Give me a sign – How to tell a senior needs help
Seniors face unique physical and mental health challenges. But sometimes it can be tricky to spot an issue, or easy to dismiss one as just a normal part of ageing. However by knowing the signs to look for, you’ll be equipped to recognise any tell-tale physical, mental or social changes in your relatives before they become an issue.
Changes can creep up on seniors or they can be triggered by stressful circumstances including the loss of a loved one, moving home, chronic pain or loneliness. These triggers can impact anyone, however seniors are often dealing with a number of these triggers at the same time. So let’s look at behaviours which might be out of character and indicate that a relative is struggling and needs help.
The most common challenges for seniors are cognitive impairment, depression, anxiety and other mood disorders. According to a 2017 WHO (World Health Organisation) survey, approximately 15% of adults aged 60 and over suffer from a mental disorder. Plus mental health has an impact on physical health, and vice versa. Mental health warning signs can include –
• Changes in appearance, appetite and weight
• Confusion or disorientation
• Long term depressed mood, social withdrawal
• Fatigue and loss of energy
The good news is that senior mental health and wellbeing can be significantly improved through emotional support, increased physical activity and social connection. So it’s important to encourage participation in regular exercise through opportunities such as Feros Care’s active wellbeing programs or group social outings including those offered by Feros Care social transport.
Digital online communities can also enhance mood, encourage connection and stimulate the mind and body. Without leaving home seniors can join Feros Care’s Virtual Social Centre to dive into a community buzzing with games, entertainment, guest speakers, chat groups, interactive virtual tours, guided meditations and exercise programs.
Let’s get physical. You can learn a lot by observing an older relative and their surroundings. From their physical appearance you can get an idea if they’re keeping up with basic daily routines – like brushing their teeth, showering and wearing clean clothes. If their grooming or hygiene standards are slipping they might not be coping.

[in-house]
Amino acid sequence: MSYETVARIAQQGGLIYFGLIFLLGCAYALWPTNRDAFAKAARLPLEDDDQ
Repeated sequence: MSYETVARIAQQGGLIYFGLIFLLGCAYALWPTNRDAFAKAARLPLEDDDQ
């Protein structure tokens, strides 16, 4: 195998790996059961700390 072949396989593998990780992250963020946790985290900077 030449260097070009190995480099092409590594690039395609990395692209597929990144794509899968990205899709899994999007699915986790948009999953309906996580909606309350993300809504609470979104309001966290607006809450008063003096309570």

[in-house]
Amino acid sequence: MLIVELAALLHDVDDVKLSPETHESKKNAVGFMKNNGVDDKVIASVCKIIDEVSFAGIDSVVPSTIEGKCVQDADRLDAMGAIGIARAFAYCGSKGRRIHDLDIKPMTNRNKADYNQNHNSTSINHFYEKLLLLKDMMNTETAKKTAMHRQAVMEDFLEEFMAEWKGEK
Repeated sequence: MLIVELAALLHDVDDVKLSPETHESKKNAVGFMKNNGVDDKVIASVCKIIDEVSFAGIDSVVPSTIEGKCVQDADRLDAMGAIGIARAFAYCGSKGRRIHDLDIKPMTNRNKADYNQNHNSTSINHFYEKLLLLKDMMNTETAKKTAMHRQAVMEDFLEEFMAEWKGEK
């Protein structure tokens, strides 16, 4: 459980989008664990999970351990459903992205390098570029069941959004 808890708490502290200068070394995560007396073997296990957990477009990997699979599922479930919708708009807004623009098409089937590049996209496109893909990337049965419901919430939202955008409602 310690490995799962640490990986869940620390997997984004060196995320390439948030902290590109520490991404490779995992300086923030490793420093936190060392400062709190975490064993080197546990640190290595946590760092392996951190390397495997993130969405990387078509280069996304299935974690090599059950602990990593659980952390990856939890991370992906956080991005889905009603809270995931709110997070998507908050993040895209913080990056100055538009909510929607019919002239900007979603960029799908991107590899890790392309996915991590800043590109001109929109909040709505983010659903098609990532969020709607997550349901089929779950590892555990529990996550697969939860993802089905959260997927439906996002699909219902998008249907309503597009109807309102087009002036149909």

Take a glance around their home to see if they’re managing household chores. Are dishes piling up in the sink? Is the laundry basket overflowing? Is their medication being taken? Is mail left unopened? Also observe if their mobility has changed. Can they easily get out of a chair and stand long enough to cook a meal? Are they quickly fatigued doing basic tasks?
It could be time to have a conversation about the many options available to help out around the home. The answer may be as simple as having a few aids installed in the bathroom, getting a walker or organising a cleaner once a week.
Feros Care can help you determine if a Government-funded Commonwealth Home Support Package or Home Care Package is an option to provide assistance with in-home services. Alternatively a Feros Care personal alarm can offer peace of mind and reassurance for seniors and their families. There’s also a range of in-home assistive technologies that can help seniors stay independent and safe. For example, Feros Care Telehealth Remote Monitoring can offer health support, reduce stress and boost confidence by regularly monitoring vital signs, easily and unobtrusively.
Maintaining positive and healthy friendships is part of living boldly and fully, but it can get harder to stay connected as you age. This is exacerbated when people have reduced mobility, hearing loss or mental confusion, which can cause them to become socially isolated.
So look out for the signs that a relative is withdrawing. Maybe they’ve stopped doing a hobby or activity that they love, or they’re finding excuses not to attend family events or outings. Talk to them about their weekly activities and try to find out why they’ve stopping being social. Physical limitations needn’t mean abandoning hobbies, as most can be modified to suit a person’s capabilities.
Feros Care social transport can provide support by offering transportation and making it easy for seniors to get involved in new activities and communities. Homebodies who don’t want to, or can’t, venture out can still meet people and embrace new experiences via Virtual Social Centre. This active online community is bursting with ways to stimulate mind, body and soul – and it’s a great way to kick-start new friendships.
The overall message is a simple and positive one – by intervening early many issues a relative may be facing can be improved through encouraging participation, being socially active and staying engaged in life. However if multiple, complex issues are converging, it might be time to consider residential care options. Feros Care’s vibrant residential villages can provide the opportunity for relatives to thrive, by delivering a wide range of mental, physical and social benefits.